My Journey with Crohn's
For those of you who are unfamiliar with my story, let me begin by sharing it with you.
I was diagnosed with Crohn’s disease in August of 2008 after an emergency procedure in which surgeons removed just under a foot of my diseased small intestine. The preceding months of severe inflammation had damaged my small intestine beyond repair. Doctors knew little about Crohn's at that time, and I was lucky to enjoy years of remission.
In early 2014 I began to experience symptoms again. More hospital visits, rounds of tests, and a colonoscopy reconfirmed my diagnosis, and I began to search for ways to mitigate the manifestations of this incurable disease.
My symptoms worsened and I met with multiple gastroenterologists, spoke to doctors conducting research studies to see if I was a good candidate (I was not), met with friends (and friends of friends), and even considered the radical treatment of stool transplants in an effort to curb the Crohn’s. I took countless medications - some with very dangerous side effects like lymphoma - and subsisted on a meager diet. I was frail, weak, constantly dizzy and in pain.
By February 2016, my doctors and I were running out of options. They recommended the maximum adult dosage of Prednisone of 60mg. This steroid was the only way to keep Crohn’s-induced inflammation at bay and allow my body to intake calories or water. Long-term side effects include osteoporosis, malfunctioning adrenal glands, and high blood sugar. I also took pain medication, anti-nausea pills, and prescription sleep aids to counter the effects of Prednisone, but to no avail.
In May of 2016, I woke up from another emergency surgery and discovered I had an ileostomy. During the operation, doctors determined that my small intestine was so swollen, it could not be reconnected to my large intestine. In order for my body to function properly and heal, an ileostomy was necessary. At first, I was horrified and shocked, but quickly I was relieved to finally have the “good” kind of pain - surgical recovery pain - instead of the perpetual pain unique to chronic illness. When my nurse told me that people live totally normal lives with an ileostomy, I was thankful to have one: my life hadn’t been normal in a very long time.
I quickly gained back my strength and was able to control symptoms with a medication that suppresses my immune system, Azathioprine. This medication has actually been the subject of comparative drug trials supported by the Crohn’s and Colitis Foundation. These trials aim to find new uses for existing therapies, enhance the effectiveness of these medications, and to minimize harmful side effects.
And so, this is why I’m running for the Crohn’s and Colitis Foundation: the more we know about Crohn’s, the better we can recognize and treat it. This means understanding and accepting symptoms earlier. It means treating the disease effectively and avoiding invasive emergency procedures. The more we know, the safer it can be treated - without medications whose side effects can cause long term kidney damage, leukemia, or damage bone health. The more we know about Crohn’s, the better we can be.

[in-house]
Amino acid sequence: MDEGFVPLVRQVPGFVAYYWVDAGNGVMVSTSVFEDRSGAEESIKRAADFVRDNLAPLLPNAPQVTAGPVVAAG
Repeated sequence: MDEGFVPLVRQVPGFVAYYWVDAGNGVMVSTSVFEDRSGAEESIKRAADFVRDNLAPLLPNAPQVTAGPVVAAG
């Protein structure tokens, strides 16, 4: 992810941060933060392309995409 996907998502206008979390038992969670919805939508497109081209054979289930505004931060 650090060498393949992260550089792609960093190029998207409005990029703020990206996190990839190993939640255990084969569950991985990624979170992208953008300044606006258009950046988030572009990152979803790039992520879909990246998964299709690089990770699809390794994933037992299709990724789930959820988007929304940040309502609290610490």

Before I had a reversal procedure to remove my ileostomy in October 2016, I achieved a long-held goal - to climb the tallest mountain in Colorado. Now, I aim to achieve another one with this marathon. Crohn's has been with me for over a third of my life now. Though it has delayed or changed some of my plans, Crohn’s brought out the best in not just me, but in those around me. For this, I am most grateful.
I will leave you with what one of my nurses said to me, “As you get better, you’ll realize just how unwell you were.” I hope to keep getting better and make a difference for Crohn’s and colitis patients.
See you on October 13 at the Chicago Marathon!
About Crohn’s disease and ulcerative colitis
Known collectively as inflammatory bowel diseases (IBD), Crohn’s disease and ulcerative colitis affects almost 1 in 100 people. They are painful, medically incurable diseases that affect the digestive system. Crohn's disease may attack anywhere along the digestive tract, while ulcerative colitis inflames only the large intestine (colon). Symptoms may include abdominal pain, persistent diarrhea, rectal bleeding, fever, and weight loss. Many patients require numerous hospitalizations and surgery. Most people develop the diseases between the ages of 15 and 35; however the incidence is increasing in children.
The Crohn's & Colitis Foundation is the largest non-profit, voluntary, health organization dedicated to finding cures for inflammatory bowel diseases (IBD). The Foundation’s mission is to cure Crohn's disease and ulcerative colitis, and to improve the quality of life of children and adults who are affected by these diseases. The Foundation works to fulfill its mission by funding research; providing educational resources for patients and their families, medical professionals, and the public; and furnishing supportive services for those afflicted with IBD.
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